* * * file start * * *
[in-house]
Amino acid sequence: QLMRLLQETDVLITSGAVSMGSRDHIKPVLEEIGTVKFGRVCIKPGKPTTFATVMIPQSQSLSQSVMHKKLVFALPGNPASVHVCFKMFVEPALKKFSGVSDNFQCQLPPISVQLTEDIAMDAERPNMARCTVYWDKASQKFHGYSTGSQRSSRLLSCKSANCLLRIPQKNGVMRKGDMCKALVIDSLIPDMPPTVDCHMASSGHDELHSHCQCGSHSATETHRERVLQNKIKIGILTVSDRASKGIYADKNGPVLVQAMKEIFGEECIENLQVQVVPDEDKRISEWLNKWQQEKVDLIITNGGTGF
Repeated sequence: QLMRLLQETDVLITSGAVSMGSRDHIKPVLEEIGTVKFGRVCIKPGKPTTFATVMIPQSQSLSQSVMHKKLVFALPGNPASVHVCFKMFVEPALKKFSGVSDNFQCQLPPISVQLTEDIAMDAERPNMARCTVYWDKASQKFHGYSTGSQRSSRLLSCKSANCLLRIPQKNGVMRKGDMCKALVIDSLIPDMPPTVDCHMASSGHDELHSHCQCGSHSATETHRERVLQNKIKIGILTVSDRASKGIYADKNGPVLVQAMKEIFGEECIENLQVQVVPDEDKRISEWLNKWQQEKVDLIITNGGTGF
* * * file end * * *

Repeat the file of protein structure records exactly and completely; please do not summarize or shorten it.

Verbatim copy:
[in-house]
Amino acid sequence: QLMRLLQETDVLITSGAVSMGSRDHIKPVLEEIGTVKFGRVCIKPGKPTTFATVMIPQSQSLSQSVMHKKLVFALPGNPASVHVCFKMFVEPALKKFSGVSDNFQCQLPPISVQLTEDIAMDAERPNMARCTVYWDKASQKFHGYSTGSQRSSRLLSCKSANCLLRIPQKNGVMRKGDMCKALVIDSLIPDMPPTVDCHMASSGHDELHSHCQCGSHSATETHRERVLQNKIKIGILTVSDRASKGIYADKNGPVLVQAMKEIFGEECIENLQVQVVPDEDKRISEWLNKWQQEKVDLIITNGGTGF
Repeated sequence: QLMRLLQETDVLITSGAVSMGSRDHIKPVLEEIGTVKFGRVCIKPGKPTTFATVMIPQSQSLSQSVMHKKLVFALPGNPASVHVCFKMFVEPALKKFSGVSDNFQCQLPPISVQLTEDIAMDAERPNMARCTVYWDKASQKFHGYSTGSQRSSRLLSCKSANCLLRIPQKNGVMRKGDMCKALVIDSLIPDMPPTVDCHMASSGHDELHSHCQCGSHSATETHRERVLQNKIKIGILTVSDRASKGIYADKNGPVLVQAMKEIFGEECIENLQVQVVPDEDKRISEWLNKWQQEKVDLIITNGGTGF